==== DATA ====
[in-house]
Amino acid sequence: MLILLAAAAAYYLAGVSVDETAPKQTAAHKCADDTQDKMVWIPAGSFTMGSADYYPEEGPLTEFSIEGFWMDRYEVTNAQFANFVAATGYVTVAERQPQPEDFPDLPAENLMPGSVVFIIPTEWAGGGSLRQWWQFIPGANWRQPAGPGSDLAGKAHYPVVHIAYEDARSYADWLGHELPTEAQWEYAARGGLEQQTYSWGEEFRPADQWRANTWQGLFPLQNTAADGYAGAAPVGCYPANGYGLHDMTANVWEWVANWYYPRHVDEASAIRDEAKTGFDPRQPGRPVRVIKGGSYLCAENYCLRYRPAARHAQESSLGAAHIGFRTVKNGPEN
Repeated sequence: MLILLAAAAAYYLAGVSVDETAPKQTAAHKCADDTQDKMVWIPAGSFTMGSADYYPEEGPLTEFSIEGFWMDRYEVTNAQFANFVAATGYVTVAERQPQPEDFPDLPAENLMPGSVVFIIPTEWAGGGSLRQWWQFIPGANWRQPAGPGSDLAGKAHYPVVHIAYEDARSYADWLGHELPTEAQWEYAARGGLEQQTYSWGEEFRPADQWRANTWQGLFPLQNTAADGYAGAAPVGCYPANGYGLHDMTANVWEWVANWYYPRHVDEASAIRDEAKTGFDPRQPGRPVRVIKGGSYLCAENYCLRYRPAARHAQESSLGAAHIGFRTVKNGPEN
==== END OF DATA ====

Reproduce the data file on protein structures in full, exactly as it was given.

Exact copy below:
[in-house]
Amino acid sequence: MLILLAAAAAYYLAGVSVDETAPKQTAAHKCADDTQDKMVWIPAGSFTMGSADYYPEEGPLTEFSIEGFWMDRYEVTNAQFANFVAATGYVTVAERQPQPEDFPDLPAENLMPGSVVFIIPTEWAGGGSLRQWWQFIPGANWRQPAGPGSDLAGKAHYPVVHIAYEDARSYADWLGHELPTEAQWEYAARGGLEQQTYSWGEEFRPADQWRANTWQGLFPLQNTAADGYAGAAPVGCYPANGYGLHDMTANVWEWVANWYYPRHVDEASAIRDEAKTGFDPRQPGRPVRVIKGGSYLCAENYCLRYRPAARHAQESSLGAAHIGFRTVKNGPEN
Repeated sequence: MLILLAAAAAYYLAGVSVDETAPKQTAAHKCADDTQDKMVWIPAGSFTMGSADYYPEEGPLTEFSIEGFWMDRYEVTNAQFANFVAATGYVTVAERQPQPEDFPDLPAENLMPGSVVFIIPTEWAGGGSLRQWWQFIPGANWRQPAGPGSDLAGKAHYPVVHIAYEDARSYADWLGHELPTEAQWEYAARGGLEQQTYSWGEEFRPADQWRANTWQGLFPLQNTAADGYAGAAPVGCYPANGYGLHDMTANVWEWVANWYYPRHVDEASAIRDEAKTGFDPRQPGRPVRVIKGGSYLCAENYCLRYRPAARHAQESSLGAAHIGFRTVKNGPEN